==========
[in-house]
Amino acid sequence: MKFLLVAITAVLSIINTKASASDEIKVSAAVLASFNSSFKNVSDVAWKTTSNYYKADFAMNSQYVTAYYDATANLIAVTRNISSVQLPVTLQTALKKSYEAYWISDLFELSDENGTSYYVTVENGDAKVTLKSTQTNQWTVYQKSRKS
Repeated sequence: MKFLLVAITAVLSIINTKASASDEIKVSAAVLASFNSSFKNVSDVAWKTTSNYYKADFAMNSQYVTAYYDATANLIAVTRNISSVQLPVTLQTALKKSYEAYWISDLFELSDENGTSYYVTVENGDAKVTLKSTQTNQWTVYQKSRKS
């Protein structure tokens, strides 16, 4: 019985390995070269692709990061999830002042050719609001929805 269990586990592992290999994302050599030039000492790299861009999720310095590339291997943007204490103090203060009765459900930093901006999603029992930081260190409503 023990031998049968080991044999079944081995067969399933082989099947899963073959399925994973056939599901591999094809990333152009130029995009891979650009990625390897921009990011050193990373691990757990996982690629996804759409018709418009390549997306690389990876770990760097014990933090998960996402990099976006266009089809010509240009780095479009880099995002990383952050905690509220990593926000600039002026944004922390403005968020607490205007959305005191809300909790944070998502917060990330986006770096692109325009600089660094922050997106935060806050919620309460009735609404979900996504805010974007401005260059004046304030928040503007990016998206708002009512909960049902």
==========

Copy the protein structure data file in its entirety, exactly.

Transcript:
[in-house]
Amino acid sequence: MKFLLVAITAVLSIINTKASASDEIKVSAAVLASFNSSFKNVSDVAWKTTSNYYKADFAMNSQYVTAYYDATANLIAVTRNISSVQLPVTLQTALKKSYEAYWISDLFELSDENGTSYYVTVENGDAKVTLKSTQTNQWTVYQKSRKS
Repeated sequence: MKFLLVAITAVLSIINTKASASDEIKVSAAVLASFNSSFKNVSDVAWKTTSNYYKADFAMNSQYVTAYYDATANLIAVTRNISSVQLPVTLQTALKKSYEAYWISDLFELSDENGTSYYVTVENGDAKVTLKSTQTNQWTVYQKSRKS
């Protein structure tokens, strides 16, 4: 019985390995070269692709990061999830002042050719609001929805 269990586990592992290999994302050599030039000492790299861009999720310095590339291997943007204490103090203060009765459900930093901006999603029992930081260190409503 023990031998049968080991044999079944081995067969399933082989099947899963073959399925994973056939599901591999094809990333152009130029995009891979650009990625390897921009990011050193990373691990757990996982690629996804759409018709418009390549997306690389990876770990760097014990933090998960996402990099976006266009089809010509240009780095479009880099995002990383952050905690509220990593926000600039002026944004922390403005968020607490205007959305005191809300909790944070998502917060990330986006770096692109325009600089660094922050997106935060806050919620309460009735609404979900996504805010974007401005260059004046304030928040503007990016998206708002009512909960049902």